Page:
3. What kind or helpful thing would you like to do this year? Donate my old toys to charity.
4. What would you like to do more of this year? Plant more flowers in the garden.

STEPS TO ACCOMPLISH GOALS WITH KIDS
To help R achieve his goals I’ll be following the same method that I’m using to achieve my own goals this year. I’ll elaborate on that later this week, but in summary we will:

1. Choose the goals. (The WHAT)
2. Determine the steps we need to take to accomplish each goal. (The HOW)
3. Decide when each step will be worked on. (The WHEN)
4. Celebrate when each goal is achieved. (The CELEBRATION)

We’ll keep it all very simple and be deliberate and methodical in our approach. Most of all, we’ll keep it fun!

Do your kids set goals at the beginning of a new year? How do you help them to succeed? I’d love to hear your thoughts on this in the comments below.

Welcome back to The Sunday Parenting Party – our first link up for 2013. I’ve really missed this linky while we’ve been on a short break over the holidays.  We invite you to link up your parenting posts, old or new, humorous or heartfelt, and as many as you like. We ask that you don’t link up kids activities such as crafts, games etc If you do have a kids activity to link up, pop on over to The Weekly Kids Co-op. We would love to see you link up there.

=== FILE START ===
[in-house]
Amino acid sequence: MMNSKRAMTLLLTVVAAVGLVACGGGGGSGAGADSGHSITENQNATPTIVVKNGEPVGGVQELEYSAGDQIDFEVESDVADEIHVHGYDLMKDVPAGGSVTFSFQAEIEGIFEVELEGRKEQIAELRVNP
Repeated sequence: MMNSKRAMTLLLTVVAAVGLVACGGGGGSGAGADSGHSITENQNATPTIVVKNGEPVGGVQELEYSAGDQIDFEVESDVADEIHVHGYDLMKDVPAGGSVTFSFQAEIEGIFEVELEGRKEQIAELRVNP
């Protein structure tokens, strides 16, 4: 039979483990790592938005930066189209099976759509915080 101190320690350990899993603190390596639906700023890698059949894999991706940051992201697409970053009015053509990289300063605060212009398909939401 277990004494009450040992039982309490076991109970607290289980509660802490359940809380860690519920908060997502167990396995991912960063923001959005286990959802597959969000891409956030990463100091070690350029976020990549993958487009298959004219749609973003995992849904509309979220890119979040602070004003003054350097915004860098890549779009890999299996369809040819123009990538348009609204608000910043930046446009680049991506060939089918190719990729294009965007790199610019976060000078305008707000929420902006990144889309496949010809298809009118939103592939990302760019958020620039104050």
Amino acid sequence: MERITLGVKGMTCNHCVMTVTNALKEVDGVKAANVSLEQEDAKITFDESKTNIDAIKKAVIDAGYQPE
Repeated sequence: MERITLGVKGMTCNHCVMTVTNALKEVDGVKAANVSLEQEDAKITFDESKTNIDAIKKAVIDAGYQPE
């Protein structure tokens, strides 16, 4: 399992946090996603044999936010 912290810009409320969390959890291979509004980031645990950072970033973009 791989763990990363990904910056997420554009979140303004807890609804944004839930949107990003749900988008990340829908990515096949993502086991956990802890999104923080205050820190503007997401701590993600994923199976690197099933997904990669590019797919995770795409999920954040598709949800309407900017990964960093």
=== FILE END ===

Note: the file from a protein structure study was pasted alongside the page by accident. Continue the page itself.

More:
Comments
  1. Lovely post Ness, lots of fabulous ideas. Pinned it to my parenting board x

  2. What a lovely post Ness…thanks so much for sharing your ideas and thoughts…lots of stuff to take away with me!

    • Thanks for reading Jode and for your lovely comment. :)

  3. Ness this is beautiful! I love that you’re breaking it down for R and letting him take ownership of it!

    • Thank you Bek. I think it’s important for R to take the lead in this so that he can feel a sense of self worth when he meets those goals.

  4. Hi Ness,
    What a lovely post you wrote! When we work on our own growth, we teach our children to become “growing people,” too. This is a wonderful lesson to impart to our children. As adults, change is challenging, and often painful, because we have already become entrenched in our negative habits. However, children are more pliable. They have less to undo, and even that which they must uproot is not firmly ingrained. Therefore, by teaching children to change, we are giving them the skills in their youth – the time which is most ripe for change.

    • Thank you so much for your thoughtful comment Sharon. What you describe, about children being more pliable, and their habits being less ingrained, is what I had in mind when I decided to introduce R to the concept of goals. I think goals really give us a sense of purpose and can help to prevent depression (because of that sense of purpose), they give us a sense of self worth (when we accomplish those goals) and they teach us patience and creative thinking (when we encounter setbacks and challenges along the way) so I really wanted to introduce R to this concept early (in an age appropriate/no pressure kind of way) so that it becomes habitual for him. That’s my theory anyway!

  5. Oh dear goodness, how did I miss this until now? Just had some folks pop over to my blog today, Ness and now I’m reading your lovely words. Thank you so much!

    • Aw, thanks Julie! You did contact me back when this post was published. You sent me an email or PMed me on Facebook (can’t remember which) and you said some lovely things. So happy that this has sent some visitors your way. :)